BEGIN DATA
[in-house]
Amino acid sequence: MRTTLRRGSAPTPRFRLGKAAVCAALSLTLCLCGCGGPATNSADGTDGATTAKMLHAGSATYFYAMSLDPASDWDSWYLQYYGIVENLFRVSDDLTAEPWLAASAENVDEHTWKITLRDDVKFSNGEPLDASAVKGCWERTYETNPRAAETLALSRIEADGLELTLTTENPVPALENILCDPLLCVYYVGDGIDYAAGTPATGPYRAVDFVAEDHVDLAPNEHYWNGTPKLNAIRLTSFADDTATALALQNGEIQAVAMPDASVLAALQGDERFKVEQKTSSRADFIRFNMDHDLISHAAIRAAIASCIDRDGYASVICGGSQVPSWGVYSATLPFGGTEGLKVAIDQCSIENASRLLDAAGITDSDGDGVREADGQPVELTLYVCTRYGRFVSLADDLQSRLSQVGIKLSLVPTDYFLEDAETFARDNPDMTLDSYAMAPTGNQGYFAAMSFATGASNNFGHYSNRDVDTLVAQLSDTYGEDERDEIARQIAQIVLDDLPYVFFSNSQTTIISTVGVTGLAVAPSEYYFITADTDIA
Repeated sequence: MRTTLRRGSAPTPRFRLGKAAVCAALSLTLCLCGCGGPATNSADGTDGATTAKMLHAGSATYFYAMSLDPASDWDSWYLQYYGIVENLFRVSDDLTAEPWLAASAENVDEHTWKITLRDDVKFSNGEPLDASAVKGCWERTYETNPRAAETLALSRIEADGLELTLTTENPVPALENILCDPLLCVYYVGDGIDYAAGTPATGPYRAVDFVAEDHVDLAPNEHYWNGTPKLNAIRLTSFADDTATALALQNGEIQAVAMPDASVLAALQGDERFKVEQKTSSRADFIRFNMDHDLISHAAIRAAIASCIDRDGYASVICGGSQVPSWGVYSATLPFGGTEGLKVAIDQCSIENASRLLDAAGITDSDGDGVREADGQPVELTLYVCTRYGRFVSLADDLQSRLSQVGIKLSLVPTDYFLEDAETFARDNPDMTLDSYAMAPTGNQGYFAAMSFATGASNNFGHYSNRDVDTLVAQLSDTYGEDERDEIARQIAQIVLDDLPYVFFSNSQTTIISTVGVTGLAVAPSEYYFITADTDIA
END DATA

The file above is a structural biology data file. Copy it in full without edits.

[in-house]
Amino acid sequence: MRTTLRRGSAPTPRFRLGKAAVCAALSLTLCLCGCGGPATNSADGTDGATTAKMLHAGSATYFYAMSLDPASDWDSWYLQYYGIVENLFRVSDDLTAEPWLAASAENVDEHTWKITLRDDVKFSNGEPLDASAVKGCWERTYETNPRAAETLALSRIEADGLELTLTTENPVPALENILCDPLLCVYYVGDGIDYAAGTPATGPYRAVDFVAEDHVDLAPNEHYWNGTPKLNAIRLTSFADDTATALALQNGEIQAVAMPDASVLAALQGDERFKVEQKTSSRADFIRFNMDHDLISHAAIRAAIASCIDRDGYASVICGGSQVPSWGVYSATLPFGGTEGLKVAIDQCSIENASRLLDAAGITDSDGDGVREADGQPVELTLYVCTRYGRFVSLADDLQSRLSQVGIKLSLVPTDYFLEDAETFARDNPDMTLDSYAMAPTGNQGYFAAMSFATGASNNFGHYSNRDVDTLVAQLSDTYGEDERDEIARQIAQIVLDDLPYVFFSNSQTTIISTVGVTGLAVAPSEYYFITADTDIA
Repeated sequence: MRTTLRRGSAPTPRFRLGKAAVCAALSLTLCLCGCGGPATNSADGTDGATTAKMLHAGSATYFYAMSLDPASDWDSWYLQYYGIVENLFRVSDDLTAEPWLAASAENVDEHTWKITLRDDVKFSNGEPLDASAVKGCWERTYETNPRAAETLALSRIEADGLELTLTTENPVPALENILCDPLLCVYYVGDGIDYAAGTPATGPYRAVDFVAEDHVDLAPNEHYWNGTPKLNAIRLTSFADDTATALALQNGEIQAVAMPDASVLAALQGDERFKVEQKTSSRADFIRFNMDHDLISHAAIRAAIASCIDRDGYASVICGGSQVPSWGVYSATLPFGGTEGLKVAIDQCSIENASRLLDAAGITDSDGDGVREADGQPVELTLYVCTRYGRFVSLADDLQSRLSQVGIKLSLVPTDYFLEDAETFARDNPDMTLDSYAMAPTGNQGYFAAMSFATGASNNFGHYSNRDVDTLVAQLSDTYGEDERDEIARQIAQIVLDDLPYVFFSNSQTTIISTVGVTGLAVAPSEYYFITADTDIA